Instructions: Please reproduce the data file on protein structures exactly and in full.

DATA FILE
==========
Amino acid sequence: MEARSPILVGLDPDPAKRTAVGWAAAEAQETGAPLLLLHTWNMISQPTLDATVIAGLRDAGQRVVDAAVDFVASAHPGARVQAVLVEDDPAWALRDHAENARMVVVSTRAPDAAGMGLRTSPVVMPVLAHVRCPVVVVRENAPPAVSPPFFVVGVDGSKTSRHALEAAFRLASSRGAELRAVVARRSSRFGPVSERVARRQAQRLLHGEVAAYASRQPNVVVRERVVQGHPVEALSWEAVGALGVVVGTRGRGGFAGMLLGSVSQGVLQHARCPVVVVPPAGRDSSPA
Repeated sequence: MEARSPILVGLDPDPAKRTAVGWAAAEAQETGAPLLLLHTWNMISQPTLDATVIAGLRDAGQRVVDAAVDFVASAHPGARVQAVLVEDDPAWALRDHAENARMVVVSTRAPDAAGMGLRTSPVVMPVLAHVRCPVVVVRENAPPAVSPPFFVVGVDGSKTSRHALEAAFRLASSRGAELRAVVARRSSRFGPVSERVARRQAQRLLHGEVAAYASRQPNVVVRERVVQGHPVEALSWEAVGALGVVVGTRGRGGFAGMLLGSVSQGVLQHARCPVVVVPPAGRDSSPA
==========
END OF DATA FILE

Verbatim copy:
Amino acid sequence: MEARSPILVGLDPDPAKRTAVGWAAAEAQETGAPLLLLHTWNMISQPTLDATVIAGLRDAGQRVVDAAVDFVASAHPGARVQAVLVEDDPAWALRDHAENARMVVVSTRAPDAAGMGLRTSPVVMPVLAHVRCPVVVVRENAPPAVSPPFFVVGVDGSKTSRHALEAAFRLASSRGAELRAVVARRSSRFGPVSERVARRQAQRLLHGEVAAYASRQPNVVVRERVVQGHPVEALSWEAVGALGVVVGTRGRGGFAGMLLGSVSQGVLQHARCPVVVVPPAGRDSSPA
Repeated sequence: MEARSPILVGLDPDPAKRTAVGWAAAEAQETGAPLLLLHTWNMISQPTLDATVIAGLRDAGQRVVDAAVDFVASAHPGARVQAVLVEDDPAWALRDHAENARMVVVSTRAPDAAGMGLRTSPVVMPVLAHVRCPVVVVRENAPPAVSPPFFVVGVDGSKTSRHALEAAFRLASSRGAELRAVVARRSSRFGPVSERVARRQAQRLLHGEVAAYASRQPNVVVRERVVQGHPVEALSWEAVGALGVVVGTRGRGGFAGMLLGSVSQGVLQHARCPVVVVPPAGRDSSPA